Each Region has its own HWPO Unit who actively participate alongside their fellow DNPW Officers in joint projects and operations. These Regional Units report directly to the HWPO National Executive Committee who in turn reports directly to the DNPW Chilanga.
Each Unit is self-funding and undertakes key activities to assist their Regional DNPW Office with local wildlife and conservation activities:
- wildlife law enforcement and intelligence & investigations
- conservation education and public awareness
- wildlife planning and research
- transport services and logistical support
The Fundraising Unit is called ‘Lusaka Wildlife Guardians’ which is a non-profit company limited by guarantee, registered in Zambia.
History of the HWPO Unit
This volunteer Division started in 1944. Thirty-five volunteers were appointed as the first ‘Honorary Game Rangers’ to assist the then small Game Department, with law enforcement and animal conflict control activities.
Under National Parks and the Wildlife Services of Zambia, the volunteers were called ‘Wildlife Conservation Officers’. The Copperbelt is one of the oldest Units and their first meeting was at the aptly named Elephant Hotel in Kabwe in 1972 where the ‘Honorary Wildlife Rangers’ Unit was formed. This Unit was then adopted under the Wildlife Act of Zambia and when National Parks became the Zambia Wildlife Authority, the volunteers were renamed Honorary Wildlife Police Officers.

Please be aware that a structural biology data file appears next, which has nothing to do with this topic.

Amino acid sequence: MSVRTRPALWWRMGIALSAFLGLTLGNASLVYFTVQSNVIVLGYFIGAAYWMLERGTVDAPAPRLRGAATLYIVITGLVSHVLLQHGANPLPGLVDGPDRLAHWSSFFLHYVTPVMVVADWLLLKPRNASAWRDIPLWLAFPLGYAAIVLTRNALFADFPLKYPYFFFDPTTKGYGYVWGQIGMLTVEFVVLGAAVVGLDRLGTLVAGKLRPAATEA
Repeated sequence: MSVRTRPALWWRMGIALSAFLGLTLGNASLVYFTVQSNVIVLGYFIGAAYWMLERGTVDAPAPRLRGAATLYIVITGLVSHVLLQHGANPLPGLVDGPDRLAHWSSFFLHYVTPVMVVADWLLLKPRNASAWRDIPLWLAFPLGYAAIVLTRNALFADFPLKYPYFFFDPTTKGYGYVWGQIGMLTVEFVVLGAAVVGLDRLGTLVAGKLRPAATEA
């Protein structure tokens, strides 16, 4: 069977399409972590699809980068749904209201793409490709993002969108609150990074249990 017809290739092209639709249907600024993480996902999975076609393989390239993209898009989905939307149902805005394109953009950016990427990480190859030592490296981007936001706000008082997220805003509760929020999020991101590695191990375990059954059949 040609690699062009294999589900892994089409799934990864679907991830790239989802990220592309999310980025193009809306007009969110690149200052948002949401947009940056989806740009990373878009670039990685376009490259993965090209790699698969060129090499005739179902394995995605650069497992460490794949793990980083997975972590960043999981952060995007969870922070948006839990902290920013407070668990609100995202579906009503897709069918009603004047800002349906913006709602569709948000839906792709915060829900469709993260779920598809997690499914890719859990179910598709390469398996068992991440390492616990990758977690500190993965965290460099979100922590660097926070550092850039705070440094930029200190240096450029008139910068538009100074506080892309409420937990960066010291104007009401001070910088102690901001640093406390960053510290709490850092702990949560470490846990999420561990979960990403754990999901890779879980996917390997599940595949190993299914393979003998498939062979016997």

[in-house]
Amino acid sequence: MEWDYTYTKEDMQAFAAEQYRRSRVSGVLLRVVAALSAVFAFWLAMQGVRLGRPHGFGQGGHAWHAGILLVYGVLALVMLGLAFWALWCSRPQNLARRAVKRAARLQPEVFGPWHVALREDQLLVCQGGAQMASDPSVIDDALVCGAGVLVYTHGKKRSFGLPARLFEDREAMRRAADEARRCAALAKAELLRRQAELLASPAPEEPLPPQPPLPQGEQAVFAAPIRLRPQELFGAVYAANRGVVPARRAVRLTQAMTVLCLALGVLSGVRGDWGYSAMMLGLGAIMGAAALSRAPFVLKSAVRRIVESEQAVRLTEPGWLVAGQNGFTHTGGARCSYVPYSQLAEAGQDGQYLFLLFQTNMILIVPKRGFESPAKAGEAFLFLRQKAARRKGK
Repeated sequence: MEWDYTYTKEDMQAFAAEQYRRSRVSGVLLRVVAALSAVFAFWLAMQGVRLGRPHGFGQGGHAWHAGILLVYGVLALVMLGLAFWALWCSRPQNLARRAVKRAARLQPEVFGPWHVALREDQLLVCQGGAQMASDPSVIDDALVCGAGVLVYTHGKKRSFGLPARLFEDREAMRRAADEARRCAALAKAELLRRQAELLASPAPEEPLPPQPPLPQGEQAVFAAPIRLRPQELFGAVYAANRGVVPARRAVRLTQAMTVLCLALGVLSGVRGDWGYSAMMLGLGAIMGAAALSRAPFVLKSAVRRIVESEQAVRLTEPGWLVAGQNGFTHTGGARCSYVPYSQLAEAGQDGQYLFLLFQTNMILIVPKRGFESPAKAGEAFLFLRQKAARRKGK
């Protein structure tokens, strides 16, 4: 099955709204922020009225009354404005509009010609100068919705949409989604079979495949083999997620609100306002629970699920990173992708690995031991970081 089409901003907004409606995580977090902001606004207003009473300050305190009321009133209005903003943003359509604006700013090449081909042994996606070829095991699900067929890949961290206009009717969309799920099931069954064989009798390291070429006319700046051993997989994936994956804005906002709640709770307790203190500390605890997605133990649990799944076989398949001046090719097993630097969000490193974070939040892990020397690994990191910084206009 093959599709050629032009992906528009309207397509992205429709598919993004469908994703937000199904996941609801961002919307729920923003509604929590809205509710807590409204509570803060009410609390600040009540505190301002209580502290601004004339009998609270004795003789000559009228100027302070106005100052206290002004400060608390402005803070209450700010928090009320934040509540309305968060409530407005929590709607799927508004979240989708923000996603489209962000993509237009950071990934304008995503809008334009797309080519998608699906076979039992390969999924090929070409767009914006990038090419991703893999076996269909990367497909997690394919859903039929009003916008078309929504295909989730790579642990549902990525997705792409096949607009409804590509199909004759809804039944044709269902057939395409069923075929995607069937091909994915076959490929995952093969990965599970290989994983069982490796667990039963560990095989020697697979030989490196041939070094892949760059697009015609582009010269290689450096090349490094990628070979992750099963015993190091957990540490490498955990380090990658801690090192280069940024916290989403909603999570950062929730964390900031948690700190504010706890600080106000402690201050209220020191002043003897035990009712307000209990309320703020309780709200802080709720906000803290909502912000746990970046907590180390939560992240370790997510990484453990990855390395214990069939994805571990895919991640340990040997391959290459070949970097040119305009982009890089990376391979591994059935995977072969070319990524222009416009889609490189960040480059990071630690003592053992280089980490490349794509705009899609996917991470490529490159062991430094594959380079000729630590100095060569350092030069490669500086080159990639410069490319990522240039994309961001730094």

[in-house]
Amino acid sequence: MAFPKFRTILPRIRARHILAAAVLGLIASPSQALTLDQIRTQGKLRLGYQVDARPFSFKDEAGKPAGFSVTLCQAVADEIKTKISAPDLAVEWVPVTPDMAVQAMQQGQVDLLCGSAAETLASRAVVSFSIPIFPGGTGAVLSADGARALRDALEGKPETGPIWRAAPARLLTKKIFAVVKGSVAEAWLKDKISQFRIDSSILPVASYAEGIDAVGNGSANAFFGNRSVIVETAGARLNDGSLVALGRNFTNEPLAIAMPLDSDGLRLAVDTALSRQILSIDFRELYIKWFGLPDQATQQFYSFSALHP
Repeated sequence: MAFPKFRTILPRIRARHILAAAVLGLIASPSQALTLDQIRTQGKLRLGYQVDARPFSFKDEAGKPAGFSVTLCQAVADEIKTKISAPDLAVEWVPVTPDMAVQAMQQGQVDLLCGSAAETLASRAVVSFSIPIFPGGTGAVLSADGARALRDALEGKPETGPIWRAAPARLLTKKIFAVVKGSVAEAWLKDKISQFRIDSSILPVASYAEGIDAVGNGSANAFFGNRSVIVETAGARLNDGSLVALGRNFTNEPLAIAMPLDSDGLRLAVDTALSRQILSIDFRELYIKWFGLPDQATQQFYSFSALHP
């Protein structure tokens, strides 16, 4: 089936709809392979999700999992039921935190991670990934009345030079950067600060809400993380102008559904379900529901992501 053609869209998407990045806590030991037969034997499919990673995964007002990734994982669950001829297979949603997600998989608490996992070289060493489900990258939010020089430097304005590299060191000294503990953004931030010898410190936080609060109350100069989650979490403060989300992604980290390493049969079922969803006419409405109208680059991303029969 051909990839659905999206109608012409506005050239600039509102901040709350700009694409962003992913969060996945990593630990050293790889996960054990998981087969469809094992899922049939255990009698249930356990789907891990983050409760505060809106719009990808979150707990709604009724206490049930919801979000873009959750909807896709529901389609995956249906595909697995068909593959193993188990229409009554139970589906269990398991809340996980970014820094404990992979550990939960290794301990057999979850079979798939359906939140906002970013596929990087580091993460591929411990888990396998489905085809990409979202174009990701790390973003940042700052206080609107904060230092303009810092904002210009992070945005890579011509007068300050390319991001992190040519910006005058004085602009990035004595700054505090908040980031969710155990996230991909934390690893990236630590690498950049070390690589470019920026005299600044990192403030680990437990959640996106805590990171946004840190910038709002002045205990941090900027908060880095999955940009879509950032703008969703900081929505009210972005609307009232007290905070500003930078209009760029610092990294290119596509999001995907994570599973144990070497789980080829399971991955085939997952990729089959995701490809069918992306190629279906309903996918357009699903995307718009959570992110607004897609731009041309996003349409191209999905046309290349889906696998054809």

Over 70 years later, the DNPW’s Volunteer Division still provides law enforcement assistance, along with education and public awareness campaigns, providing technical advice and additional resource assistance across the Country whenever needed.